He was addressing the inaugural session of the virtual consultation on the theme ‘Science for Resilient Food, Nutrition and Livelihoods’ organised by the MS Swaminathan research foundation in Chennai on Friday.
He said the ongoing pandemic could make the problem of hunger and undernourishment more acute because of the loss of livelihoods and global economic slowdown.
India had made significant strides in reducing hunger and infant mortality in recent years. But much more is needed to be done.
He said the need to invest in resilient communities, equipped to face food insecurity caused by the challenges of conflicts, climate related shocks, degradation of natural resources and water scarcity had never been more urgent than today. Concerted action by civil society, Panchayati raj institutions and states and central governments and international co-operation was required for this purpose.
He called for proactively blending latest scientific knowhow with traditional knowledge of indigenous communities.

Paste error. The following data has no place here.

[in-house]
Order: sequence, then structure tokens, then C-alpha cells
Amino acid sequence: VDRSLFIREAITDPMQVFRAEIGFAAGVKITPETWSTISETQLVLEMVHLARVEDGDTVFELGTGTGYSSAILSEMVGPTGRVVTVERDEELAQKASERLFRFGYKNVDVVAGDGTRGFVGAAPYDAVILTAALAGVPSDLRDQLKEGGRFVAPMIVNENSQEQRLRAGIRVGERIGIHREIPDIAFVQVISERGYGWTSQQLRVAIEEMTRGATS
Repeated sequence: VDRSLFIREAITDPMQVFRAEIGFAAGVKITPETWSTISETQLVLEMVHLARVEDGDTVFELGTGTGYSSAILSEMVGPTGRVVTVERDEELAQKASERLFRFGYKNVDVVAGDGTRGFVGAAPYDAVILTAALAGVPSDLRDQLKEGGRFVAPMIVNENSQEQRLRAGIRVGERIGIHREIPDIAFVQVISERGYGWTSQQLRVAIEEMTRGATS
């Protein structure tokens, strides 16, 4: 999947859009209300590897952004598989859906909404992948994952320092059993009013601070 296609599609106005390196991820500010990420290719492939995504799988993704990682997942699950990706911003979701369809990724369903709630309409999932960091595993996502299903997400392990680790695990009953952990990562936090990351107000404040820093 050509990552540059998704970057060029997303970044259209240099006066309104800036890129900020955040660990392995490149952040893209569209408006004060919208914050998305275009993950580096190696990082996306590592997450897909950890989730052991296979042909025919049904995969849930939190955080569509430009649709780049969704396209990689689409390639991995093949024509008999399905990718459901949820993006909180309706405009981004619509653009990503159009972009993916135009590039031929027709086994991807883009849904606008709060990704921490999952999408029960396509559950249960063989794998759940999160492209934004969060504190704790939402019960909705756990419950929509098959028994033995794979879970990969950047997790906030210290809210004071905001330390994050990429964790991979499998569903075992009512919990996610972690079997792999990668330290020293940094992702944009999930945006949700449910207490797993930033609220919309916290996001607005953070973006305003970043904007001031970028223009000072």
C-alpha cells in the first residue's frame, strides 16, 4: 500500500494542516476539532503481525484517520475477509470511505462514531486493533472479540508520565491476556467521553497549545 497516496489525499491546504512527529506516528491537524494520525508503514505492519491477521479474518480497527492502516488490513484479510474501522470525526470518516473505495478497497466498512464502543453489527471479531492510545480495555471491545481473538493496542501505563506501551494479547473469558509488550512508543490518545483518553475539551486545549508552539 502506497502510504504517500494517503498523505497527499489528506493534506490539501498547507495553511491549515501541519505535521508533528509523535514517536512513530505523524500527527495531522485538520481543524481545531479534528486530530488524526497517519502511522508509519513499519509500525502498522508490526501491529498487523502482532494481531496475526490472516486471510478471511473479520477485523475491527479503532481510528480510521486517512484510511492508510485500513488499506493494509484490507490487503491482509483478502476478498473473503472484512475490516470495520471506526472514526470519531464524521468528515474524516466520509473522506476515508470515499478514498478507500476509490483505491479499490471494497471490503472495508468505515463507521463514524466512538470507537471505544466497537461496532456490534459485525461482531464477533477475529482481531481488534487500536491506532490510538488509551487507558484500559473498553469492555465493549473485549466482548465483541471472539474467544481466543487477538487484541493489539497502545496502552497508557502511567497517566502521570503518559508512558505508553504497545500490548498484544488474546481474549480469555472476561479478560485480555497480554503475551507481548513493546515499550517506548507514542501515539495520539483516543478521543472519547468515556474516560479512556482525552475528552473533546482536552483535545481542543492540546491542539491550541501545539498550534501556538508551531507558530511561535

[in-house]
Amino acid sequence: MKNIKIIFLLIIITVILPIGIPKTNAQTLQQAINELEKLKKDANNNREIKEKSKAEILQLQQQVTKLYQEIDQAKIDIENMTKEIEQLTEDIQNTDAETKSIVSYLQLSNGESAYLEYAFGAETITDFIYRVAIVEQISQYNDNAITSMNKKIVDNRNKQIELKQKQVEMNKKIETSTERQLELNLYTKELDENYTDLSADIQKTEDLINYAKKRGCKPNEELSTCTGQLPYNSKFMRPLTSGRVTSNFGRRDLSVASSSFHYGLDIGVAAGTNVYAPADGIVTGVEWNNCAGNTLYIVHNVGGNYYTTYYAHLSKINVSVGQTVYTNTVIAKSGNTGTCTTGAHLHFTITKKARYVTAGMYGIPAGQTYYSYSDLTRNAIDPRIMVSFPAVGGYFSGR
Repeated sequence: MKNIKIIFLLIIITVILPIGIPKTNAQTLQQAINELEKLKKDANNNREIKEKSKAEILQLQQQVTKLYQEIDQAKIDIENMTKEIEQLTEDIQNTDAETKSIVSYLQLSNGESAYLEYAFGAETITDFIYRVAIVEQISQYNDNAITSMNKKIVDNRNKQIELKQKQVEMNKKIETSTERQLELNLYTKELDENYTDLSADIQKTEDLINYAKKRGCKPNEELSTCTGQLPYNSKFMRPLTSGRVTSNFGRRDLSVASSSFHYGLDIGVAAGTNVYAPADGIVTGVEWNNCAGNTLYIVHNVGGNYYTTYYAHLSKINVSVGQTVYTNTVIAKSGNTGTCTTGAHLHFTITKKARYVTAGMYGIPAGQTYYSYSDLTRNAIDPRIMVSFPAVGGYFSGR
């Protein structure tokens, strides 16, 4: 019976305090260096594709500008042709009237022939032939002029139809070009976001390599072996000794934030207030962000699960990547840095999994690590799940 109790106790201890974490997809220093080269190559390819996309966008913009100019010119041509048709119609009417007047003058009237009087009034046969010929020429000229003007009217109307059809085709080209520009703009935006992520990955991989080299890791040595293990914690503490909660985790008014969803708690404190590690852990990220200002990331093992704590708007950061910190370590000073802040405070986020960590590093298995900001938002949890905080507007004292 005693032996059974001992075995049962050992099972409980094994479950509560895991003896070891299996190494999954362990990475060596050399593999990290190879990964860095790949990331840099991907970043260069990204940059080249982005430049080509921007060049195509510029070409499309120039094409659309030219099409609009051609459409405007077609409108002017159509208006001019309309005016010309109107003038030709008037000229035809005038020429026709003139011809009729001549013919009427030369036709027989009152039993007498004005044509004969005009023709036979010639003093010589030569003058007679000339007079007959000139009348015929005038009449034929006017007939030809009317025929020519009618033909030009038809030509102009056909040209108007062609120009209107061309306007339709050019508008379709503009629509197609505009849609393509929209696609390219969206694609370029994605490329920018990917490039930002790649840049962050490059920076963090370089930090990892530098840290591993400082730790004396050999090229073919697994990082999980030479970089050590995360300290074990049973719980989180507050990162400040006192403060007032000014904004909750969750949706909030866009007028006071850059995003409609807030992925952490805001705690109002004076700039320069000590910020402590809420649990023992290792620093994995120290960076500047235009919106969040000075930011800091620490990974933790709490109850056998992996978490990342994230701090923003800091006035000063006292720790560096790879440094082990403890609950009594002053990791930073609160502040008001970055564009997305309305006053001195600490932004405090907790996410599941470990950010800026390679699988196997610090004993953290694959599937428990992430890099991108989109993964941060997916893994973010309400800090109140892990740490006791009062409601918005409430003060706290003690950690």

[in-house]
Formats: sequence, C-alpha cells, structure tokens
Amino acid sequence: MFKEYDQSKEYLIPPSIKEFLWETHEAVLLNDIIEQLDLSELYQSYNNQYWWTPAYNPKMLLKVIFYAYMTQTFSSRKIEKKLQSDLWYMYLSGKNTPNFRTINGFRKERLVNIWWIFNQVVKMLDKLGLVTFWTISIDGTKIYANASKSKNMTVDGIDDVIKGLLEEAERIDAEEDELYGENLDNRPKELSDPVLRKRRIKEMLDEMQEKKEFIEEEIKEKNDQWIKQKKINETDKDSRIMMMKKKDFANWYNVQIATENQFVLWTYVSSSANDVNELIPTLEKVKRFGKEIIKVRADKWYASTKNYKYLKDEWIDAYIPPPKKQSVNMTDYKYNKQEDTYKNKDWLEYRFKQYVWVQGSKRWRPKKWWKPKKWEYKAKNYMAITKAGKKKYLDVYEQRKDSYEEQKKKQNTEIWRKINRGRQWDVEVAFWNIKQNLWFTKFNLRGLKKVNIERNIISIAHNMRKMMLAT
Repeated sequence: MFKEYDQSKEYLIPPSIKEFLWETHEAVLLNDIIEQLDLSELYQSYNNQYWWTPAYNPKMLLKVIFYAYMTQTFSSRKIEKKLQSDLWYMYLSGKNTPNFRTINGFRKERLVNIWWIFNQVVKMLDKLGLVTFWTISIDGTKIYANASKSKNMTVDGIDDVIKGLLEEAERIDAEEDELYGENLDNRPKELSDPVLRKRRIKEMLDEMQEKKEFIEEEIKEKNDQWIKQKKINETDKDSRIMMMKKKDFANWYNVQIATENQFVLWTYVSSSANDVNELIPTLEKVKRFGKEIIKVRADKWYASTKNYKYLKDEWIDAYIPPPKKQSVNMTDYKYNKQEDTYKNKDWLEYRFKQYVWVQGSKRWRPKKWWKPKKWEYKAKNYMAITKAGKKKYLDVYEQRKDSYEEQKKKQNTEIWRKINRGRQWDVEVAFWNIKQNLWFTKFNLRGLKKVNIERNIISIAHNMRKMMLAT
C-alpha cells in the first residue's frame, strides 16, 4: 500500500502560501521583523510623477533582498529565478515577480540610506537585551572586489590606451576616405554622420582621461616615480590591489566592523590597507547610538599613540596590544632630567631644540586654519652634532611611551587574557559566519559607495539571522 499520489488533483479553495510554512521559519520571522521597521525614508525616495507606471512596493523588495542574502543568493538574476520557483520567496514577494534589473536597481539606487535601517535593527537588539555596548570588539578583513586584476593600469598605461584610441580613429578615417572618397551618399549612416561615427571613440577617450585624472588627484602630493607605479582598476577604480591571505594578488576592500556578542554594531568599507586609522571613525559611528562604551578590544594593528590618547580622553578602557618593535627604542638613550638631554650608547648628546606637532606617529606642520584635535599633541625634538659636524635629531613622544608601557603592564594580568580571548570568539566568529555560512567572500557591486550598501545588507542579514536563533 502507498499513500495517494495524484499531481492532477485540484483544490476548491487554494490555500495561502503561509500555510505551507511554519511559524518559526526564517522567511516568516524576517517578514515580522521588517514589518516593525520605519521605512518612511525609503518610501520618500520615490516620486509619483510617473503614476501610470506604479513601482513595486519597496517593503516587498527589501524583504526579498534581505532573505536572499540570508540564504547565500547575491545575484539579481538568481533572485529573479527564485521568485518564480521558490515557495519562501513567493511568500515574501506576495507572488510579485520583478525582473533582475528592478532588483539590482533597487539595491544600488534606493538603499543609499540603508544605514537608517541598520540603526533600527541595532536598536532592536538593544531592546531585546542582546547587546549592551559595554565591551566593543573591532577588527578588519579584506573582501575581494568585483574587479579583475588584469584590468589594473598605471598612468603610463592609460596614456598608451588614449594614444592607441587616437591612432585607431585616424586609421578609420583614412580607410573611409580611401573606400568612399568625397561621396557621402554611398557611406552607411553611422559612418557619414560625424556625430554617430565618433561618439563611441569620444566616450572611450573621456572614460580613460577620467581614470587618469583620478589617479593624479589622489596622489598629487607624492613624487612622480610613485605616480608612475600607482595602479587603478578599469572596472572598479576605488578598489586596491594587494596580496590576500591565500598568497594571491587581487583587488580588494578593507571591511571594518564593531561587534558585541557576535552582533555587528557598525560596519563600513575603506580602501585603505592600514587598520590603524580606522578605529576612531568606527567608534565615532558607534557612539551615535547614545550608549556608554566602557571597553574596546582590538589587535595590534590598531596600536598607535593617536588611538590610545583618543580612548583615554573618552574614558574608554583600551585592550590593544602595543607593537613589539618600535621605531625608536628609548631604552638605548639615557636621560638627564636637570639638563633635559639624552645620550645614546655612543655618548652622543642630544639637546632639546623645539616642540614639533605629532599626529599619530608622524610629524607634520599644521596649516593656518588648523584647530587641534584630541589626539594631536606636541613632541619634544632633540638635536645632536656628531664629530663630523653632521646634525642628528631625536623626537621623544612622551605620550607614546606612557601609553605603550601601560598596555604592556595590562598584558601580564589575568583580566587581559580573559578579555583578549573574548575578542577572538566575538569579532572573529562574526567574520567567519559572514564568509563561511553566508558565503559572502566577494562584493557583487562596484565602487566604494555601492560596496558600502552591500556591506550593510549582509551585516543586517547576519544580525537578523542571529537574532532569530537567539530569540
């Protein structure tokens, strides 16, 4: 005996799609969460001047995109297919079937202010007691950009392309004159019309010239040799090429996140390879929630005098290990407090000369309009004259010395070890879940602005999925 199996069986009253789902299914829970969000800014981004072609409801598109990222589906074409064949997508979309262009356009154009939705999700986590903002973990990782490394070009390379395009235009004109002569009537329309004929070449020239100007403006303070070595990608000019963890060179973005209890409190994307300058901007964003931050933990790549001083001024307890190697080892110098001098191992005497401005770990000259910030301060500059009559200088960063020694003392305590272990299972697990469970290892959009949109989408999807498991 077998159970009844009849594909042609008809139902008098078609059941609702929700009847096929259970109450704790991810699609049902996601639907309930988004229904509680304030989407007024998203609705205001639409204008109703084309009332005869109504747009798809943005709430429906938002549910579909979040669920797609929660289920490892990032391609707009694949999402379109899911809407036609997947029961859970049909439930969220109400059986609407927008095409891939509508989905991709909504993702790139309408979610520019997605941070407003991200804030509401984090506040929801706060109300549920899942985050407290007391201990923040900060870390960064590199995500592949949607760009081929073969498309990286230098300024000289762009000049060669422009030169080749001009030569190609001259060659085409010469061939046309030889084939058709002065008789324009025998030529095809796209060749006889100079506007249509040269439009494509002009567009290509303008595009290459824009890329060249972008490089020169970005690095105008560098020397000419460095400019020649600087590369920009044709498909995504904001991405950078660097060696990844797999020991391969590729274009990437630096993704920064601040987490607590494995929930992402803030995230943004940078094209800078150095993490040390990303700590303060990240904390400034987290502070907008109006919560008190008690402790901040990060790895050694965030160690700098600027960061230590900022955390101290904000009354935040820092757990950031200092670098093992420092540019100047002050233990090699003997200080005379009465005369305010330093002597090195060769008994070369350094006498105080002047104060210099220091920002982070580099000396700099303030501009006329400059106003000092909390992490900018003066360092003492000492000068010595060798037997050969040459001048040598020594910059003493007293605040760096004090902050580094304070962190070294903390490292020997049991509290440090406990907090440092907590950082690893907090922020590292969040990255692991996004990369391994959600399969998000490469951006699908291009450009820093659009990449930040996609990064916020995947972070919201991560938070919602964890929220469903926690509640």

There was an imminent need to minimise pre and post-harvest losses, improve irrigation,market infrastructure and transport network and market produce at reasonable cost.
He also called for reorienting agricultural priorities towards more nutrition-sensitive food as the health impacts associated with poor diet quality were significant.
Investments in improved storage and preservation to retain the nutritional value of food products rather than in highly processed foods needed to be stepped up.
Laboratories also had to be firmly linked to farms so that technology transfer and farmer education happened seamlessly, he added.